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The rise of Tehreek-e-Labbaik Pakistan

The Islamic republic's government plans to ban the extremist party as protests and sit-ins choke the country

The rise of Tehreek-e-Labbaik Pakistan

Supporters of Tehreek-e-Labbaik Pakistan throw stones at a police armored vehicle in the Barakahu neighborhood of Islamabad on April 13. (Photo: Aamir Qureshi/AFP)

Members of the extremist Tehreek-e-Labbaik Pakistan (TLP) party are using social media to mobilize supporters during violent protests over their arrested leader.

Since April 12, TLP has choked the country with protests that erupted when police arrested Saad Rizvi after he demanded the expulsion of the French ambassador over a controversy started by the publication of blasphemous cartoons of the Prophet Muhammad in France.

“In every sit-in and protest, especially form the first row of baton yielders to face the police. Gather stones behind them. Commence strong stoning and provide back-up support to baton yielders if police proceed,” states a WhatsApp message from TLP on April 13.

“You must keep at least 10 slingshots at every sit-in. Make them stand left and right away from the gathering. Position them on buildings if possible. Use wet handkerchiefs and salt to treat tear gas. Position the boys as informers on buildings, houses, bridges and other high places near the protests.

“Usually the police and rangers are 10 percent less than the participants of the sit-ins. They are scared. Police have never fought bravely anywhere. Don’t be afraid of shelling or their advancement. The dispersed participants can keep police busy in different places. Police have a limited time to decide. They can’t fight for long. Allah protect you.”

A Christian boy has accepted Islam. Now his name is Khadim Hussain

Activist Maqsud A. Roy congratulated members on the conversion of a Christian participant.

“Good news from Gujar Khan [a city near Islamabad] sit-in. A Christian boy has accepted Islam. Now his name is Khadim Hussain. Write Mashallah [God has willed]. Congratulations everyone. Share it,” he stated in a WhatsApp message.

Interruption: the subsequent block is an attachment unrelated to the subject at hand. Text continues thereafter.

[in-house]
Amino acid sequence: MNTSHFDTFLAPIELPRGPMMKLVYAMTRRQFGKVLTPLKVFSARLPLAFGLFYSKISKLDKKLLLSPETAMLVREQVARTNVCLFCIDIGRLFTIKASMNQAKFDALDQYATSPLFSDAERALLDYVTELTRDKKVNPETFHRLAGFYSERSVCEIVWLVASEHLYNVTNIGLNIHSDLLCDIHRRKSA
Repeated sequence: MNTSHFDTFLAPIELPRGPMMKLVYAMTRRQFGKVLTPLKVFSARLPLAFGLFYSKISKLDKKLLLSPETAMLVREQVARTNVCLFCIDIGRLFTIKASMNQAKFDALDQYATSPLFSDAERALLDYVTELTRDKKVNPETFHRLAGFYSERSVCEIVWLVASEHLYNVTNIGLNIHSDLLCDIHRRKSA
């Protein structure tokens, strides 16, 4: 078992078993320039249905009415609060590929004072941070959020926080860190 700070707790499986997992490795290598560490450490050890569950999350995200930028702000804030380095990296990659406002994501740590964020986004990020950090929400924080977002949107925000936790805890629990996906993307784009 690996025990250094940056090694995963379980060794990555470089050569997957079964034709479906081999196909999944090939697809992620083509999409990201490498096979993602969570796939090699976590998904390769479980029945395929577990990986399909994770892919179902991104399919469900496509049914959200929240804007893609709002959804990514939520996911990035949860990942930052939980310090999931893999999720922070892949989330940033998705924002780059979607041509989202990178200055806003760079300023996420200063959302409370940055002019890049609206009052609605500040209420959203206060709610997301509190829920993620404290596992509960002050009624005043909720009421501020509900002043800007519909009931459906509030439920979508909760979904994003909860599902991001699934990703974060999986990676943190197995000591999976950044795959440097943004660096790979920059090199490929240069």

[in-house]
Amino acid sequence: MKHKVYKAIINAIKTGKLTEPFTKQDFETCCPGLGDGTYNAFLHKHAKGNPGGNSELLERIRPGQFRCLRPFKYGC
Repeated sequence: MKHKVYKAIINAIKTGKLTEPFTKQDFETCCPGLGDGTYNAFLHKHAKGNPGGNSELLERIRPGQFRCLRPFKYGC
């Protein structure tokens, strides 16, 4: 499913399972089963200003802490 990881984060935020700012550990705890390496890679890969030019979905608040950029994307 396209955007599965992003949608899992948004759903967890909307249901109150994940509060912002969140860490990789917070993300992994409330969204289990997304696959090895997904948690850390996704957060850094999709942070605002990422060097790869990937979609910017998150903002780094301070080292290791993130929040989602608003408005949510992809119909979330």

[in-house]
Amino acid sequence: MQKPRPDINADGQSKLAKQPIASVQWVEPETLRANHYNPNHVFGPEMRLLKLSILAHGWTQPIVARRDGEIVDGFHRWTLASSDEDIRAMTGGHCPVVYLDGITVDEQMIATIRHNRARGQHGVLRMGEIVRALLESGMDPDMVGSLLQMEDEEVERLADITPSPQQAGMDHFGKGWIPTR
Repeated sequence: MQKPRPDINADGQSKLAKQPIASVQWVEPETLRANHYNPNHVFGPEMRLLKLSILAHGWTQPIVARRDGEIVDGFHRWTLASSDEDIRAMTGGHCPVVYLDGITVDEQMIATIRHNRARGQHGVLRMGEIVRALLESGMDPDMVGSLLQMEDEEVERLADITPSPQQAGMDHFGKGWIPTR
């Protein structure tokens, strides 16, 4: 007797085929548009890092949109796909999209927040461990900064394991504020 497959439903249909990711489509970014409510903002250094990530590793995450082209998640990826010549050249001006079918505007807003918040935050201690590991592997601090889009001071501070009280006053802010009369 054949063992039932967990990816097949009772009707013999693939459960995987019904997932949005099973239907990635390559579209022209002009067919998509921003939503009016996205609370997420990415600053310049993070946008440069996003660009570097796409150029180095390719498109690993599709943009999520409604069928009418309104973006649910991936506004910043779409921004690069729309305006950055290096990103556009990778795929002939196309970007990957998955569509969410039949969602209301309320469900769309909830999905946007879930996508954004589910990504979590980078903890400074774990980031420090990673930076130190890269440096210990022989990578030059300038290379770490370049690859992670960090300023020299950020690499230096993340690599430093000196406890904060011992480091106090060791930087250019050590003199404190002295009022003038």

Roy referred to firebrand cleric Khadim Hussain Rizvi, who founded TLP in 2015 as the custodian of blasphemy laws and led protests against the 2018 acquittal of Catholic woman Asia Bibi after she spent eight years on death row on a blasphemy charge. Rizvi was a member of the Barelvi sect followed by half of Pakistanis.

TLP leader Saad Rizvi is the son of Khadim Hussain Rizvi, who died suddenly last November.

In 2018 general elections, TLP polled 4.21 percent of votes countrywide and emerged the fifth-largest party, winning three seats in the Sindh Provincial Assembly.

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Pakistan witnessed several anti-France protests last year after French President Emmanuel Macron defended cartoons published by satirical magazine Charlie Hebdo. Last month an unnamed suspect was taken into custody after he fired shots in a bid to pass through a security checkpoint near the French embassy in Islamabad.

Protests by TLP continued in pockets across the country on April 14, with Interior Minister Sheikh Rasheed Ahmed confirming that at least two policemen had been killed and more than 340 wounded by demonstrators in the previous 48 hours.

The funeral of the two police officers was held on April 13 in Lahore, where several banks remained closed. Fifty-seven patients died before reaching hospitals. Sixteen roads are still blocked in the capital of Punjab.   

On April 14, the interior minister announced that TLP would be banned under the anti-terrorism law.

The government should take strict action against extremist religious groups

Dominican Father James Channan, regional coordinator of United Religions Initiative Pakistan (URI), supported the development.

“Two of our staff members, including the executive secretary, have not been able to reach the office since Monday. The government should take strict action against extremist religious groups. The whole country is blocked. People are suffering,” he told UCA News.

“These sit-ins are inhuman and merciless. Instead of busy roads, parks should be designated for protests. If the government bows to TLP now, it will pave the way for more extremist groups. URI is still open to TLP for dialogue.”   

Bishop Iftikhar Indrias of the Apostles of Gospel Ministries International agreed. “We condemn this act of terror in Pakistan. They shouldn’t be allowed to attack the innocent people of France and Pakistan. We pray for peace and love in our country,” he said. 

Samson Salamat, chairman of the interreligious Rawadari Tehreek (Movement for Tolerance) group, was more critical.

“Organizations similar to TLP were previously banned. But they continued protests and rallies as well as collecting donations. The government should do more than lip service. It pains me to see that both murderers and murdered are Muslims. Humanity is seen dying,” he said.  

Pakistan was placed on the “gray list” in June 2018 by the Paris-based Financial Action Task Force, an inter-governmental body that combats money laundering, funding of terrorism and threats to the international financial system.

The global watchdog wanted Islamabad to take action against home-grown militant Islamist groups and cut off their funding.

The UK government this week added Pakistan to a list of 21 high-risk countries with unsatisfactory controls on money laundering and terrorist financing.

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